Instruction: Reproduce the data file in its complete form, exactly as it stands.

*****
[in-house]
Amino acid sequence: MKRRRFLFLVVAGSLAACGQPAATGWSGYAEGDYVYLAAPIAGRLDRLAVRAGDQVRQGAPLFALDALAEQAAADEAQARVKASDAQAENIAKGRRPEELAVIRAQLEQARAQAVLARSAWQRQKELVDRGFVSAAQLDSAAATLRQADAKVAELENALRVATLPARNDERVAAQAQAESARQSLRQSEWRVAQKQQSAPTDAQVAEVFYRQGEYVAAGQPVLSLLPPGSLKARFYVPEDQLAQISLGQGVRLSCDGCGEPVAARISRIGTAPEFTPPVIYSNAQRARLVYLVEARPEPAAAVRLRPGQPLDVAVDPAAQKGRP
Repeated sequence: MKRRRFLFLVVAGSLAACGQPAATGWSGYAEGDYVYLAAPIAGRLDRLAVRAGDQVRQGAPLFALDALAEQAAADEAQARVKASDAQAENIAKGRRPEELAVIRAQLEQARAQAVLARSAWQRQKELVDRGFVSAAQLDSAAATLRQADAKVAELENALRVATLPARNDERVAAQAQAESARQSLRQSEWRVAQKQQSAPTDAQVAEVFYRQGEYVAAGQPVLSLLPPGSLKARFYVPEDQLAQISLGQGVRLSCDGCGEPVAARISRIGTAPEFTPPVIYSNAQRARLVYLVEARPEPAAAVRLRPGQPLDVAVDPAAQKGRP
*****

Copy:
[in-house]
Amino acid sequence: MKRRRFLFLVVAGSLAACGQPAATGWSGYAEGDYVYLAAPIAGRLDRLAVRAGDQVRQGAPLFALDALAEQAAADEAQARVKASDAQAENIAKGRRPEELAVIRAQLEQARAQAVLARSAWQRQKELVDRGFVSAAQLDSAAATLRQADAKVAELENALRVATLPARNDERVAAQAQAESARQSLRQSEWRVAQKQQSAPTDAQVAEVFYRQGEYVAAGQPVLSLLPPGSLKARFYVPEDQLAQISLGQGVRLSCDGCGEPVAARISRIGTAPEFTPPVIYSNAQRARLVYLVEARPEPAAAVRLRPGQPLDVAVDPAAQKGRP
Repeated sequence: MKRRRFLFLVVAGSLAACGQPAATGWSGYAEGDYVYLAAPIAGRLDRLAVRAGDQVRQGAPLFALDALAEQAAADEAQARVKASDAQAENIAKGRRPEELAVIRAQLEQARAQAVLARSAWQRQKELVDRGFVSAAQLDSAAATLRQADAKVAELENALRVATLPARNDERVAAQAQAESARQSLRQSEWRVAQKQQSAPTDAQVAEVFYRQGEYVAAGQPVLSLLPPGSLKARFYVPEDQLAQISLGQGVRLSCDGCGEPVAARISRIGTAPEFTPPVIYSNAQRARLVYLVEARPEPAAAVRLRPGQPLDVAVDPAAQKGRP